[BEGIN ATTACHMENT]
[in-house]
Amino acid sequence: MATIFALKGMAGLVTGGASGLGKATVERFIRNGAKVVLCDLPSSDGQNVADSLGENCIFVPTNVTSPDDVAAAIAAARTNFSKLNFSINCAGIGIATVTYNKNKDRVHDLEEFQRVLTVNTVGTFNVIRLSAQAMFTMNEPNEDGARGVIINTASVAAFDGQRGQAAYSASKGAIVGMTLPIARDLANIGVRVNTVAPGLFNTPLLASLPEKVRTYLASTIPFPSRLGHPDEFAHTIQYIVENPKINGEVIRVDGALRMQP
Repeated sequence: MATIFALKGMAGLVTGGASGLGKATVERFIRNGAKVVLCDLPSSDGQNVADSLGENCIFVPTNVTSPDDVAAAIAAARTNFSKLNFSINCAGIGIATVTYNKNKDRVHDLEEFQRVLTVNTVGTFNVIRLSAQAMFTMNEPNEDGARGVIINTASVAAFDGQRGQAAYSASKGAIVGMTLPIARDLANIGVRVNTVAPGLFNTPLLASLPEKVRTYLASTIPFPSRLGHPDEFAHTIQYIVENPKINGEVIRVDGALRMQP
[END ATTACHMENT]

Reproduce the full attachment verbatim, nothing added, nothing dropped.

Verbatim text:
[in-house]
Amino acid sequence: MATIFALKGMAGLVTGGASGLGKATVERFIRNGAKVVLCDLPSSDGQNVADSLGENCIFVPTNVTSPDDVAAAIAAARTNFSKLNFSINCAGIGIATVTYNKNKDRVHDLEEFQRVLTVNTVGTFNVIRLSAQAMFTMNEPNEDGARGVIINTASVAAFDGQRGQAAYSASKGAIVGMTLPIARDLANIGVRVNTVAPGLFNTPLLASLPEKVRTYLASTIPFPSRLGHPDEFAHTIQYIVENPKINGEVIRVDGALRMQP
Repeated sequence: MATIFALKGMAGLVTGGASGLGKATVERFIRNGAKVVLCDLPSSDGQNVADSLGENCIFVPTNVTSPDDVAAAIAAARTNFSKLNFSINCAGIGIATVTYNKNKDRVHDLEEFQRVLTVNTVGTFNVIRLSAQAMFTMNEPNEDGARGVIINTASVAAFDGQRGQAAYSASKGAIVGMTLPIARDLANIGVRVNTVAPGLFNTPLLASLPEKVRTYLASTIPFPSRLGHPDEFAHTIQYIVENPKINGEVIRVDGALRMQP